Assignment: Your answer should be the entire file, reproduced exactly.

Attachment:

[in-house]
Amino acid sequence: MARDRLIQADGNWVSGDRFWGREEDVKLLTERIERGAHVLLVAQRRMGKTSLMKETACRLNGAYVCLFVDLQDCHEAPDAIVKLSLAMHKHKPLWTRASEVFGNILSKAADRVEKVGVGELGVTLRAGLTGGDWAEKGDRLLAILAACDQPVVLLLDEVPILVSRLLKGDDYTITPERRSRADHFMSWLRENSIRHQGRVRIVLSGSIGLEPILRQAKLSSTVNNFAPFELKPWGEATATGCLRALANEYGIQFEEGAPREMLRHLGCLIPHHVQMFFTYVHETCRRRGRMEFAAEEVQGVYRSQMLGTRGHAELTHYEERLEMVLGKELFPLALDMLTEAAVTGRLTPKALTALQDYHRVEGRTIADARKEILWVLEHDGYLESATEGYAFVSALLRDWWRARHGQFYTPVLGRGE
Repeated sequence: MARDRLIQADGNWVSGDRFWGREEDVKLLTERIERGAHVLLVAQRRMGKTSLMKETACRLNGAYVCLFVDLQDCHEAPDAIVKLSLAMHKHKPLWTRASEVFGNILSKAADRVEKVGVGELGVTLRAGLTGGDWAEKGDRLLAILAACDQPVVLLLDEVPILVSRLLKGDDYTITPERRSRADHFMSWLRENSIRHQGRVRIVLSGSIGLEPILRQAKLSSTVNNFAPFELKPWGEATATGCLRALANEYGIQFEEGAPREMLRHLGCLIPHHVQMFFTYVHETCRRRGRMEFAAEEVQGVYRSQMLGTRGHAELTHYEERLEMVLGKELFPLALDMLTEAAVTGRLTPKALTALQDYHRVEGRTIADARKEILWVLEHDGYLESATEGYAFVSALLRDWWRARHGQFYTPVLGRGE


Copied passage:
[in-house]
Amino acid sequence: MARDRLIQADGNWVSGDRFWGREEDVKLLTERIERGAHVLLVAQRRMGKTSLMKETACRLNGAYVCLFVDLQDCHEAPDAIVKLSLAMHKHKPLWTRASEVFGNILSKAADRVEKVGVGELGVTLRAGLTGGDWAEKGDRLLAILAACDQPVVLLLDEVPILVSRLLKGDDYTITPERRSRADHFMSWLRENSIRHQGRVRIVLSGSIGLEPILRQAKLSSTVNNFAPFELKPWGEATATGCLRALANEYGIQFEEGAPREMLRHLGCLIPHHVQMFFTYVHETCRRRGRMEFAAEEVQGVYRSQMLGTRGHAELTHYEERLEMVLGKELFPLALDMLTEAAVTGRLTPKALTALQDYHRVEGRTIADARKEILWVLEHDGYLESATEGYAFVSALLRDWWRARHGQFYTPVLGRGE
Repeated sequence: MARDRLIQADGNWVSGDRFWGREEDVKLLTERIERGAHVLLVAQRRMGKTSLMKETACRLNGAYVCLFVDLQDCHEAPDAIVKLSLAMHKHKPLWTRASEVFGNILSKAADRVEKVGVGELGVTLRAGLTGGDWAEKGDRLLAILAACDQPVVLLLDEVPILVSRLLKGDDYTITPERRSRADHFMSWLRENSIRHQGRVRIVLSGSIGLEPILRQAKLSSTVNNFAPFELKPWGEATATGCLRALANEYGIQFEEGAPREMLRHLGCLIPHHVQMFFTYVHETCRRRGRMEFAAEEVQGVYRSQMLGTRGHAELTHYEERLEMVLGKELFPLALDMLTEAAVTGRLTPKALTALQDYHRVEGRTIADARKEILWVLEHDGYLESATEGYAFVSALLRDWWRARHGQFYTPVLGRGE